Scientific Papers, should you trust them?

Published on: Apr 7, 2023


“If I have seen further, it is by standing on the shoulders of giants” said Sir Isaac Newton in 1675. What do these shoulders look like? In modern science, these take the form of scientific papers.  But why do we trust them so much? What is so special about a scientific paper, compared to for example, a newspaper article? On the surface, scientific papers might look like some generic “.pdf” files you find on the web. Sure, they are full of nice graphs, fancy words, and scientific-looking equations. They are written by scientists, who are supposed to be experts in their fields. But looking fancy does not mean being correct, and scientists make mistakes (as a scientist myself, I would say I make lots of mistakes in fact). So clearly, there has to be a better reason to trust these papers. In this blog, we want to take you on the journey of publishing a scientific paper, to show you that it is much more than what it looks like.

The research

Any good scientific paper starts in the lab. Here, researchers develop new technologies and theories that they put to the test with simulations and experiments. In the mmWave communication field, for example, this could mean spending weeks measuring propagation channels. Then the algorithm is run in software, perhaps multiple times with different variations, emulating the measured channel. In other cases, it even involves spending months or years building a whole system from scratch. In this phase, the scientists are faced with the first trap of the process: confirmation bias. Humans, which scientists are a subset of, tend to only look for evidence of what they believe is true, and dismiss the evidence against it. This means that the average human would rarely realize that their beliefs are false. Thus, scientists need to make a constant and conscious effort to use the tools at their disposal to check if their theses are correct, not that it is. In fact, the major part of checking if your theory is correct is trying to prove it is wrong! This critical thinking is a major component of scientific research and, as we will see, continues beyond the lab.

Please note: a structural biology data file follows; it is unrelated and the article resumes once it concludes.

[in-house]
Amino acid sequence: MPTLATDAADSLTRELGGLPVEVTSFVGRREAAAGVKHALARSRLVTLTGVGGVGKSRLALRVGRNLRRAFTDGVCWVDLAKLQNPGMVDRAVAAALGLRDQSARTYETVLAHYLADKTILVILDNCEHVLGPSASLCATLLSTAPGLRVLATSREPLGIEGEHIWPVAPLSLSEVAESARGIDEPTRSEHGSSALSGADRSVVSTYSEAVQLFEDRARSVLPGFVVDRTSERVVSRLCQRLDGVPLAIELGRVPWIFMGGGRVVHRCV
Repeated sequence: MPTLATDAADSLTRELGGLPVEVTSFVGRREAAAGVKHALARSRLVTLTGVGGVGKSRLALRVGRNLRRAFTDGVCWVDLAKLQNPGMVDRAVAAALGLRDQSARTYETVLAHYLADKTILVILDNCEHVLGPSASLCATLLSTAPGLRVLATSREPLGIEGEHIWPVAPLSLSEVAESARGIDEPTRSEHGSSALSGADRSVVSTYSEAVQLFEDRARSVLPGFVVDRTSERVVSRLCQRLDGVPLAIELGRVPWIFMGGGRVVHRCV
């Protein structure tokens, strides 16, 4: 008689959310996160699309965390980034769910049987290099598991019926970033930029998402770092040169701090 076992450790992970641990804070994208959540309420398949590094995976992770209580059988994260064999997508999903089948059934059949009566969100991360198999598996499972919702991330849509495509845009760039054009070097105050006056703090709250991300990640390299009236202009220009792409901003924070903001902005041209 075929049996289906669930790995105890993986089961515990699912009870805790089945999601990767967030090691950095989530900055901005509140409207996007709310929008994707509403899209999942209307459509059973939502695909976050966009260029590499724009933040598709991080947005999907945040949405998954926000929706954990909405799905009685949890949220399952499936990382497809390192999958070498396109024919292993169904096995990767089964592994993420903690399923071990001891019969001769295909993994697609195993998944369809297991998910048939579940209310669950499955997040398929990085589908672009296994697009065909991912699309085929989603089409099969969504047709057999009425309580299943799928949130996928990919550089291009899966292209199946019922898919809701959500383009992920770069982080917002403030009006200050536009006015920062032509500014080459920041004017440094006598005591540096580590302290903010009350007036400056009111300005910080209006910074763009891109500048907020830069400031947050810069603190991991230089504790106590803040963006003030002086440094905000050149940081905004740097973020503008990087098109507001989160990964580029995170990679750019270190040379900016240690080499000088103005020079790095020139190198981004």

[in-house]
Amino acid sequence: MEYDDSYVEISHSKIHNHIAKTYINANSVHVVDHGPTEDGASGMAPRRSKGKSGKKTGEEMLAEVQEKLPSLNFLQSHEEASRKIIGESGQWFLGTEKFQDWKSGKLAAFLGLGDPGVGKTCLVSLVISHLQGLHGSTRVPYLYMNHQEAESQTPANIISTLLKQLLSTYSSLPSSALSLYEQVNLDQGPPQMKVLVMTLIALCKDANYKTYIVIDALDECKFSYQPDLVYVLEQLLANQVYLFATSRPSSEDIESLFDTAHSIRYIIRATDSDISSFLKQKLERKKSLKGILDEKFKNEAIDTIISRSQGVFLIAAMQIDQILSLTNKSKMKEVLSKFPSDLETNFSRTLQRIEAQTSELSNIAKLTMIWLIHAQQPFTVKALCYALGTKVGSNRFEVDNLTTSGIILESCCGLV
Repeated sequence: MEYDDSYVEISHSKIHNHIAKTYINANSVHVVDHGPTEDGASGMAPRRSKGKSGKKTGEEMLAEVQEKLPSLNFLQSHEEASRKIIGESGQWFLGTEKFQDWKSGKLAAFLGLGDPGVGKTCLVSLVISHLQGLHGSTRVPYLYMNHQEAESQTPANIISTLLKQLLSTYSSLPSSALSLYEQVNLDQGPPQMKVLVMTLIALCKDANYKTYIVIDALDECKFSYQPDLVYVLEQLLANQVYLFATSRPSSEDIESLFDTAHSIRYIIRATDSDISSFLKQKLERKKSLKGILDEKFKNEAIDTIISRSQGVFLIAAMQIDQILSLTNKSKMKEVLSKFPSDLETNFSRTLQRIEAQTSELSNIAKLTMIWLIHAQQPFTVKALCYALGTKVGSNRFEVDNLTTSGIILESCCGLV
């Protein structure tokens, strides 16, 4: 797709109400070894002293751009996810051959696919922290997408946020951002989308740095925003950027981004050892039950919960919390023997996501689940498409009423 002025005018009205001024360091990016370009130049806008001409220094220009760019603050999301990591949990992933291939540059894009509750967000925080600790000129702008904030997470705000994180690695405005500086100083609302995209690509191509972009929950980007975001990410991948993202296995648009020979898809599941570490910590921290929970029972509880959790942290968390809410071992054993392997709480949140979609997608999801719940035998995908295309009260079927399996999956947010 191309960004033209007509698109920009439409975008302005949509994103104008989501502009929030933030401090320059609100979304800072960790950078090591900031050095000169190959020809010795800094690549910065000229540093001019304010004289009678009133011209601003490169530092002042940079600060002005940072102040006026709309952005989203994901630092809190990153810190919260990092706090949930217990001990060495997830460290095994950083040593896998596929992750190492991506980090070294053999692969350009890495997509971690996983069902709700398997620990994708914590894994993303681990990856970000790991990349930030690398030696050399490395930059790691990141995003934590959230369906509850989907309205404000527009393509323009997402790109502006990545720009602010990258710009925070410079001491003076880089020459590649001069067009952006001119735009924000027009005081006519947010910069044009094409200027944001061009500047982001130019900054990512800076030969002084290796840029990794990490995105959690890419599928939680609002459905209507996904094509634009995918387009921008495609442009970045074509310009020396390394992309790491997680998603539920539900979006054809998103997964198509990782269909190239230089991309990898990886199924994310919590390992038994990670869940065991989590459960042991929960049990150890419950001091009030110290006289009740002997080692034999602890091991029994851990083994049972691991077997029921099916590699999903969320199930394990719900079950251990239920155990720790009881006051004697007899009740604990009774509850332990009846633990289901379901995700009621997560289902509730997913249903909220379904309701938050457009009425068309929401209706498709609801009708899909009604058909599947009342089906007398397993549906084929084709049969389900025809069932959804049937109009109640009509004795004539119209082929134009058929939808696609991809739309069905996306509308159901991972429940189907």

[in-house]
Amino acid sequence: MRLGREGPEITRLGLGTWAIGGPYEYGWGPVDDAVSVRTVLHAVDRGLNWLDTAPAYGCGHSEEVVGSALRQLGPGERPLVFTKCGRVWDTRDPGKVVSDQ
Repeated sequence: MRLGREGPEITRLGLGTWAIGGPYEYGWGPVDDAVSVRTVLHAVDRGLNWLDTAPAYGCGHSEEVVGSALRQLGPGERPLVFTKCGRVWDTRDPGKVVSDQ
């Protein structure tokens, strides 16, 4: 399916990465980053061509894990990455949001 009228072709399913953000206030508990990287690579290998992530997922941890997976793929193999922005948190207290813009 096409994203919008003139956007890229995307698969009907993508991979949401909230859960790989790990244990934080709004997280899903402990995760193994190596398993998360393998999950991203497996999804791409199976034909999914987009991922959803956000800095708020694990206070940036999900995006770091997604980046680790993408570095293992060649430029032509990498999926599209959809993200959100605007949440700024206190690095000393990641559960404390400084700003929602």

After the results have been thoroughly checked, it is time to write. This is notoriously known as the least fun part of a researcher’s job, but nevertheless, an important one. While writing a scientific paper, there are a few things to keep in mind, first and foremost, the reproducibility of results. This means that the paper should contain all of the information about the experiment you conducted, such that another scientist could repeat the experiment independently and, ideally, obtain the exact same results. The lack of this characteristic makes the results impossible to verify and therefore impossible to trust. This also brings us to the next requirement: motivation of the claims. In science, the idea of believing something is correct just because an authority in the field said so is utterly unacceptable, and every piece of information that is provided needs to be based on a solid ground. Clearly, it is impossible to fully motivate and prove each and every sentence in an article of a few pages, so here is where our giant’s shoulders come back, in the form of references. If you look at a scientific paper in fact, you will find lots of numbers between brackets within the text, and a list of other scientific papers at the end. What do these mean? As the reader might have guessed, they are the supporting arguments behind the claims of the author. So, for example, if I claim that MINTS is one of the most promising projects on 5G/6G [42], I do not need to fully explain why this is true in the text. You can just check the list at the end of the document; at number 42 you will find a full scientific paper that proves what I claimed. And no, 42 is not a large number of references; scientific papers can sometimes have even more than 100 references.

Peer review